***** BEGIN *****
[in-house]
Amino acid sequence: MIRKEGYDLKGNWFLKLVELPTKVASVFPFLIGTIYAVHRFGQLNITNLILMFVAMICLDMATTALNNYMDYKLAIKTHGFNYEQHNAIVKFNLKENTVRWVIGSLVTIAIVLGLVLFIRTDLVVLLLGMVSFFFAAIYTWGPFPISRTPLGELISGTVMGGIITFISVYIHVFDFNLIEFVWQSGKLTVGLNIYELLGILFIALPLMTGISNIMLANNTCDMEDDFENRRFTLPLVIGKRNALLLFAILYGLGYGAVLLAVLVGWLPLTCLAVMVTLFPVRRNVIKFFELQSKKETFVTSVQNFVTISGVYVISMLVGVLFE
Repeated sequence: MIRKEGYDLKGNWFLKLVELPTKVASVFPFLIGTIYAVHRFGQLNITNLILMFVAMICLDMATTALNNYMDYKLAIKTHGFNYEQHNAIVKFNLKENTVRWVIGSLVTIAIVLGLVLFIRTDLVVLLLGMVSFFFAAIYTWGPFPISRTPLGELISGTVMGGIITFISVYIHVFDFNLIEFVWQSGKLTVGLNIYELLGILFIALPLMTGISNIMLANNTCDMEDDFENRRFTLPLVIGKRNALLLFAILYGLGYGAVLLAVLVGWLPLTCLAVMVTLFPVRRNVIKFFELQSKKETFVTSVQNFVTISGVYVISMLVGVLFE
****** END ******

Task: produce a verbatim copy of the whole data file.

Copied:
[in-house]
Amino acid sequence: MIRKEGYDLKGNWFLKLVELPTKVASVFPFLIGTIYAVHRFGQLNITNLILMFVAMICLDMATTALNNYMDYKLAIKTHGFNYEQHNAIVKFNLKENTVRWVIGSLVTIAIVLGLVLFIRTDLVVLLLGMVSFFFAAIYTWGPFPISRTPLGELISGTVMGGIITFISVYIHVFDFNLIEFVWQSGKLTVGLNIYELLGILFIALPLMTGISNIMLANNTCDMEDDFENRRFTLPLVIGKRNALLLFAILYGLGYGAVLLAVLVGWLPLTCLAVMVTLFPVRRNVIKFFELQSKKETFVTSVQNFVTISGVYVISMLVGVLFE
Repeated sequence: MIRKEGYDLKGNWFLKLVELPTKVASVFPFLIGTIYAVHRFGQLNITNLILMFVAMICLDMATTALNNYMDYKLAIKTHGFNYEQHNAIVKFNLKENTVRWVIGSLVTIAIVLGLVLFIRTDLVVLLLGMVSFFFAAIYTWGPFPISRTPLGELISGTVMGGIITFISVYIHVFDFNLIEFVWQSGKLTVGLNIYELLGILFIALPLMTGISNIMLANNTCDMEDDFENRRFTLPLVIGKRNALLLFAILYGLGYGAVLLAVLVGWLPLTCLAVMVTLFPVRRNVIKFFELQSKKETFVTSVQNFVTISGVYVISMLVGVLFE